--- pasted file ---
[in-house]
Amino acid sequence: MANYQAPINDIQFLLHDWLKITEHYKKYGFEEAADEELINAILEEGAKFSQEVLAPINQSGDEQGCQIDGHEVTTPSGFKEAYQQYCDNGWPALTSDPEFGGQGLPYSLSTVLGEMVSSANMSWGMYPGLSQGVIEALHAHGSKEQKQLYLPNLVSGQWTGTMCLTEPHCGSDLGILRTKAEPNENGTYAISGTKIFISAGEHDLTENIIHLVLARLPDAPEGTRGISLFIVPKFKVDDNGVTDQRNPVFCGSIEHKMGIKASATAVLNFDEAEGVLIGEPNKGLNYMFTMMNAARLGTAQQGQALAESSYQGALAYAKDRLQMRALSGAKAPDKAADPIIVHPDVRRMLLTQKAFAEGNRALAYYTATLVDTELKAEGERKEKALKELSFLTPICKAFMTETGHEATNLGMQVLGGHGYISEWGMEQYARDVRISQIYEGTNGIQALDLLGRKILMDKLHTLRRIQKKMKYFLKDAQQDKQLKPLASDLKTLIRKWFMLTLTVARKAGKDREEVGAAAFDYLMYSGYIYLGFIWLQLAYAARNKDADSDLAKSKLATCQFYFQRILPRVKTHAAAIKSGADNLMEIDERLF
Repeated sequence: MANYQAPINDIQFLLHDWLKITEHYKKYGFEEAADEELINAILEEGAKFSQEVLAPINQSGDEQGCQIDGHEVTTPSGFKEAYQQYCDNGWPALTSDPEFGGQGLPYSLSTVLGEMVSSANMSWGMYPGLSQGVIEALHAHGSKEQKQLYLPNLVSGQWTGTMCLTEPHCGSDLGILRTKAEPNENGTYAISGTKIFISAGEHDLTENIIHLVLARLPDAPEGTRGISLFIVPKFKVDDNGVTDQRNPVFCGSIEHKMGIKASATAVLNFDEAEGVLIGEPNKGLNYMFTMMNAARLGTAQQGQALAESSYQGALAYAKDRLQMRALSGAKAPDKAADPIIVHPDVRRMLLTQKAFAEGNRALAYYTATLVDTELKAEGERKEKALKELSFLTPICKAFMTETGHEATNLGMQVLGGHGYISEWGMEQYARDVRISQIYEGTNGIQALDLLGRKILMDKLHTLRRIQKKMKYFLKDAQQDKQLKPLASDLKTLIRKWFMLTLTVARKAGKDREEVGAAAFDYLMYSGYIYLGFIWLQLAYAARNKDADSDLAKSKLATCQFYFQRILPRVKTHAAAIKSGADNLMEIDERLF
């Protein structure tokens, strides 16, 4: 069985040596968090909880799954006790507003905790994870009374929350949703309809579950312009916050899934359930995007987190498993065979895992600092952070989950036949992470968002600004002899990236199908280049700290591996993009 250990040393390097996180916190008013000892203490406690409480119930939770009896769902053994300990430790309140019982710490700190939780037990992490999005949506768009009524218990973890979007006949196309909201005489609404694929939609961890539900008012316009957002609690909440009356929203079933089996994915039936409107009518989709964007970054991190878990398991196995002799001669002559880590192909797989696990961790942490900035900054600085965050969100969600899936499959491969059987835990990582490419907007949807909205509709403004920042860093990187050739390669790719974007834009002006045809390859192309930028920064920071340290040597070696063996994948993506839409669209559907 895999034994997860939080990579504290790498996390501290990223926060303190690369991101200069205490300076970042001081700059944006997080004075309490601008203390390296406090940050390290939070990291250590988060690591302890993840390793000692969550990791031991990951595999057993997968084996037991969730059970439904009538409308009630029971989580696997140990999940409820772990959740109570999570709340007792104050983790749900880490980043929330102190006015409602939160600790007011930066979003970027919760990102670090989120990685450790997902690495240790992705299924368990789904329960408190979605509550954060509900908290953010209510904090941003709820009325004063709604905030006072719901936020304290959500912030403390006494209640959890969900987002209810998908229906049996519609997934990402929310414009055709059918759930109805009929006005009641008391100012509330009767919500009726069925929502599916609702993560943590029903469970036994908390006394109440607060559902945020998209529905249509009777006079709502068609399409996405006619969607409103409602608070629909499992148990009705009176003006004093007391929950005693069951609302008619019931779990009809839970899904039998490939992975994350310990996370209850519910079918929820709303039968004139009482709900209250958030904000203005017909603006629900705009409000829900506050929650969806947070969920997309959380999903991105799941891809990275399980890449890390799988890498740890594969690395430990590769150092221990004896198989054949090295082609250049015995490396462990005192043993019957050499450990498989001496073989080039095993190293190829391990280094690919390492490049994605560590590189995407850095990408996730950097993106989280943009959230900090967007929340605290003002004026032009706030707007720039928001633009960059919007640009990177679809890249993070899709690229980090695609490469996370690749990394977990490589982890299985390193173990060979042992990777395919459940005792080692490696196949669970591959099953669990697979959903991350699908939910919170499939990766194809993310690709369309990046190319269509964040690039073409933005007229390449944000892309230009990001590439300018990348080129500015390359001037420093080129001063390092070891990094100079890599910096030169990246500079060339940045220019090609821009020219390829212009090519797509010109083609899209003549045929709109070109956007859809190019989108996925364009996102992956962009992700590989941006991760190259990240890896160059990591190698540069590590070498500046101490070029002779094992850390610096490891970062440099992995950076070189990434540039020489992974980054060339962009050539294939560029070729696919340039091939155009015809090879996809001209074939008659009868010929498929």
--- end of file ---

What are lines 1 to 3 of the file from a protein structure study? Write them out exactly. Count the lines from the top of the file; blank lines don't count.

[in-house]
Amino acid sequence: MANYQAPINDIQFLLHDWLKITEHYKKYGFEEAADEELINAILEEGAKFSQEVLAPINQSGDEQGCQIDGHEVTTPSGFKEAYQQYCDNGWPALTSDPEFGGQGLPYSLSTVLGEMVSSANMSWGMYPGLSQGVIEALHAHGSKEQKQLYLPNLVSGQWTGTMCLTEPHCGSDLGILRTKAEPNENGTYAISGTKIFISAGEHDLTENIIHLVLARLPDAPEGTRGISLFIVPKFKVDDNGVTDQRNPVFCGSIEHKMGIKASATAVLNFDEAEGVLIGEPNKGLNYMFTMMNAARLGTAQQGQALAESSYQGALAYAKDRLQMRALSGAKAPDKAADPIIVHPDVRRMLLTQKAFAEGNRALAYYTATLVDTELKAEGERKEKALKELSFLTPICKAFMTETGHEATNLGMQVLGGHGYISEWGMEQYARDVRISQIYEGTNGIQALDLLGRKILMDKLHTLRRIQKKMKYFLKDAQQDKQLKPLASDLKTLIRKWFMLTLTVARKAGKDREEVGAAAFDYLMYSGYIYLGFIWLQLAYAARNKDADSDLAKSKLATCQFYFQRILPRVKTHAAAIKSGADNLMEIDERLF
Repeated sequence: MANYQAPINDIQFLLHDWLKITEHYKKYGFEEAADEELINAILEEGAKFSQEVLAPINQSGDEQGCQIDGHEVTTPSGFKEAYQQYCDNGWPALTSDPEFGGQGLPYSLSTVLGEMVSSANMSWGMYPGLSQGVIEALHAHGSKEQKQLYLPNLVSGQWTGTMCLTEPHCGSDLGILRTKAEPNENGTYAISGTKIFISAGEHDLTENIIHLVLARLPDAPEGTRGISLFIVPKFKVDDNGVTDQRNPVFCGSIEHKMGIKASATAVLNFDEAEGVLIGEPNKGLNYMFTMMNAARLGTAQQGQALAESSYQGALAYAKDRLQMRALSGAKAPDKAADPIIVHPDVRRMLLTQKAFAEGNRALAYYTATLVDTELKAEGERKEKALKELSFLTPICKAFMTETGHEATNLGMQVLGGHGYISEWGMEQYARDVRISQIYEGTNGIQALDLLGRKILMDKLHTLRRIQKKMKYFLKDAQQDKQLKPLASDLKTLIRKWFMLTLTVARKAGKDREEVGAAAFDYLMYSGYIYLGFIWLQLAYAARNKDADSDLAKSKLATCQFYFQRILPRVKTHAAAIKSGADNLMEIDERLF